In the summer of 2009, I felt like not getting up again. I was close to quitting the ministry, or at least coming out of it for a few years. I couldn’t say anything about it here on the blog, and I still wouldn’t go public about the causes. I’ll only say that moral failure wasn’t involved – just to prove that at heart I’m probably a Pharisee. It was other people, notably my Chair of District, who helped me to my feet again, and enabled me to find a more fruitful place.
Thank God for the people he uses to lift us up when we fall.
When I began at secondary school, I was given a homework diary. It was designed as a record of all the homework I was assigned and had completed, and my parents had to sign it each week. Within it were the expectations of the school about the amount of work that would be involved. When you started at the school, you would have two pieces of homework a night, each lasting thirty minutes. But by the time you revised for public examinations, that would increase to what the headmaster gleefully called “endless toil”.
I suspect many churchgoers see the Christian faith as a matter of ‘endless toil’. Not simply the relentless list of jobs to be done in church (as some people here know only too well), but the sense that you will never have done enough in order to please God. The Methodist ordination service says that the ministry will make great demands on ministers and their families, and while it goes onto promise the help of the Holy Spirit, it nevertheless leaves an impression that genuine ministry is about ‘busyness’. That’s certainly the way congregations often measure their ministers – are they busy? More worryingly, it’s often the way ministers measure their own value. Am I busy? A full diary becomes a sign of spirituality.
So we come to Martha and Mary. We may be tempted to think that the contrast is between Martha, who is on her feet, and Mary, who sits at Jesus’ feet. If we value the idea of being busy, we will have a problem with Jesus’ commendation of Mary. A church member I once knew said she felt sure Luke didn’t record the whole story, and that Jesus would have asked Mary to go and help Martha.
But the story is not a contrast between Martha ‘doing’ and Mary ‘being’. It cannot be. It occurs immediately after the Parable of the Good Samaritan (which was last week’s Lectionary Gospel reading, and you may have had a sermon on it). Jesus can hardly commend the radical action of the Samaritan one day, and condemn Martha for being busy the next day. Maybe instead this story balances the Good Samaritan story.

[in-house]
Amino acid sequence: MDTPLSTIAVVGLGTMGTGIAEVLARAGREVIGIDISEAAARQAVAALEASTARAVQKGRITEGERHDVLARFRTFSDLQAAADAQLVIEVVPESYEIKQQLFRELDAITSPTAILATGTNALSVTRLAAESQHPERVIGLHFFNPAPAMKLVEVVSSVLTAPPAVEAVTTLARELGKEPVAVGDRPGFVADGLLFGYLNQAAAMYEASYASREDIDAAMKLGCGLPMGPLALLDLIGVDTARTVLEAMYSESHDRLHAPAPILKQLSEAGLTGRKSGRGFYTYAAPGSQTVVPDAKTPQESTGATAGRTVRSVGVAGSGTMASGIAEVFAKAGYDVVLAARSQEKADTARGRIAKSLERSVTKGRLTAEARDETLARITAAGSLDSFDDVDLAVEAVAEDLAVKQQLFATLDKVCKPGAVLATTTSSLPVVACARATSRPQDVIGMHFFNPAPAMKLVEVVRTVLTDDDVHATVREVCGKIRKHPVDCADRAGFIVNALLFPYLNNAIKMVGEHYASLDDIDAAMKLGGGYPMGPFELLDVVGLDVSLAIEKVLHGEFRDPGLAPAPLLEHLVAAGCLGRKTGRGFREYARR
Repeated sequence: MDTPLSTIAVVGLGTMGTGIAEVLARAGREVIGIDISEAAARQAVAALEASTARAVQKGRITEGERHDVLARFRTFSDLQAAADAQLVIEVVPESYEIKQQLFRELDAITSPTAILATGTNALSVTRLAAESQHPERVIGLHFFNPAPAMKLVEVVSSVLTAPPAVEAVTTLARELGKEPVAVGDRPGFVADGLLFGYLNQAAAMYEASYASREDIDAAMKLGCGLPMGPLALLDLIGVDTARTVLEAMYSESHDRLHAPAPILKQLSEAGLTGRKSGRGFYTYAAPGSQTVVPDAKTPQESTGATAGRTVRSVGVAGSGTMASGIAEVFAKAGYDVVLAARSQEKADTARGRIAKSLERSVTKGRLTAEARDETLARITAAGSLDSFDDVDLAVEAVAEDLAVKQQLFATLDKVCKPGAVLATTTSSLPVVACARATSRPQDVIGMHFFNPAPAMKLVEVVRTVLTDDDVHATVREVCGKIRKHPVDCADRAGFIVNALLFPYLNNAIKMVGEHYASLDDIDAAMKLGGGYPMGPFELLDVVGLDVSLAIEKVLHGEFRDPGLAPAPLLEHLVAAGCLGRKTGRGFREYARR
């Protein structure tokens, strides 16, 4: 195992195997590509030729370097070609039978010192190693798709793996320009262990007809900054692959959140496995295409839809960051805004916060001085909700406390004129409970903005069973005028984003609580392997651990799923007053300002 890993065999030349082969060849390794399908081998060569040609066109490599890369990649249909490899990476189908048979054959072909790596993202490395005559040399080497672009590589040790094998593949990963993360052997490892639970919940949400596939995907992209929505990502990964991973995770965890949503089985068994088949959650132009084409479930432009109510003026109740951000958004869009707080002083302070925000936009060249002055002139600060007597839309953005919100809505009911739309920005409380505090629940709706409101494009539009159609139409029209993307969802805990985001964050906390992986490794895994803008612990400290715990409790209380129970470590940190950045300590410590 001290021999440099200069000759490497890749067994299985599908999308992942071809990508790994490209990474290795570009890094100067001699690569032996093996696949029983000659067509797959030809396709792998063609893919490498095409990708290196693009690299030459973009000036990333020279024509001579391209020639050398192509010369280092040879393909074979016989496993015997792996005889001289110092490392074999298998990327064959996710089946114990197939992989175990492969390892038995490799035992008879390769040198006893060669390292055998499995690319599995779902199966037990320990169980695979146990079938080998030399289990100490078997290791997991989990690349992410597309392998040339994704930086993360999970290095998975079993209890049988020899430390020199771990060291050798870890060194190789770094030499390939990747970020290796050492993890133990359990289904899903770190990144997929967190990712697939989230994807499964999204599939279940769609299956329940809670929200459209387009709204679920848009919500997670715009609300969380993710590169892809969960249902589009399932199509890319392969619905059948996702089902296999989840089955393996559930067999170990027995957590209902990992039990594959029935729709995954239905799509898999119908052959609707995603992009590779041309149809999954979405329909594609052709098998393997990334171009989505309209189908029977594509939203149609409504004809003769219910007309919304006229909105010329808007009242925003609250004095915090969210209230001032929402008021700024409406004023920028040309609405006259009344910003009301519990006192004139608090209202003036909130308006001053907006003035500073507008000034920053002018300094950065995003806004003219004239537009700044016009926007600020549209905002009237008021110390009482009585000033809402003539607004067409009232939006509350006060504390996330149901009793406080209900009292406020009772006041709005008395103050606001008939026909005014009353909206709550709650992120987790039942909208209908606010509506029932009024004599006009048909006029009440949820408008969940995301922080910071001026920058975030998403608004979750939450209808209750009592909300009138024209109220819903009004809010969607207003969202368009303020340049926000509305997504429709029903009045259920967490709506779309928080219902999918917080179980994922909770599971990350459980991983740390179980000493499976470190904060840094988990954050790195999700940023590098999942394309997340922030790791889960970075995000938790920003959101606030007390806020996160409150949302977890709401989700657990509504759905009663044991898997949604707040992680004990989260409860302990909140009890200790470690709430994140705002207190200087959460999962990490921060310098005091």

Martha’s problem is not that she has a lot to do. It is that she is ‘distracted by her many tasks’ (verse 40), as Luke puts it. Jesus tells her she is ‘worried and distracted by many things’ (verse 41). The worry and the distraction are the core issues. Martha is frantic and fretful. And that’s where Jesus picks her up.
In some respects, worry and distraction are only human. How often have you said to someone – perhaps a loved one – “You drive me to distraction”? Maybe a son or daughter gives you cause for concern. Perhaps you don’t have enough money for all you think you need. It wouldn’t be surprising if worry took over.
Or it might be that you believe that your acceptance by God depends on whether you are a good enough person. You devote all your energies to doing what you are believe are the right things. However, it’s a tyranny, because you never know whether you have reached an acceptable standard. Probably you haven’t, and so with even more worry you redouble your efforts. All the time you do this, you might say you believe in the love of God, but really your whole existence is being lived in complete doubt as to whether God loves you or not. Your image of God is actually of a tyrant.
Think of some attitudes we encounter in the church. We are told that we should not be slapdash in our preparing to meet God – quite rightly: excellence is a noble thing. But someone then says to us, “You wouldn’t be so careless if the Queen were coming to your house; why are you about meeting the King of Kings?” We then feel that nothing we can ever do is good enough for God. Either we strive even more, or we give up in despair.
If it’s not a matter of fear, it might be a question of pride. If I can earn my own place of favour with God, how good am I? it’s tantamount to saying, “I don’t need the Cross of Christ. I can make my own way to God on my own.” It’s as if we dare to stand before Jesus on the Day of Judgement and say, “Lord, it was awfully decent of you to die on the Cross for the sins of the world, but you really didn’t need to, old chap.”
Another way of looking at the motives behind being distracted by the tasks we have to do is to see it in terms of urgency. There is so much that needs doing, and so little time. So I have to crack on. I can’t let up. Something will be missed if I don’t keep at it relentlessly.
But of course, while this may sound like an efficient use of time, it is both foolish and dangerous. It is like saying, “I have a long car journey to make today. I cannot afford to stop for a rest, and neither do I have the time to call in at a petrol station and refuel.” This is the plague of being distracted with busyness: our commitment to keep on do-do-doing all the time may be for honourable intentions, but it sucks us dry. It leaves us with nothing to feed on, and nothing to offer. Is it any wonder many churches seem as arid as the desert when the distractions of busyness dominate such places?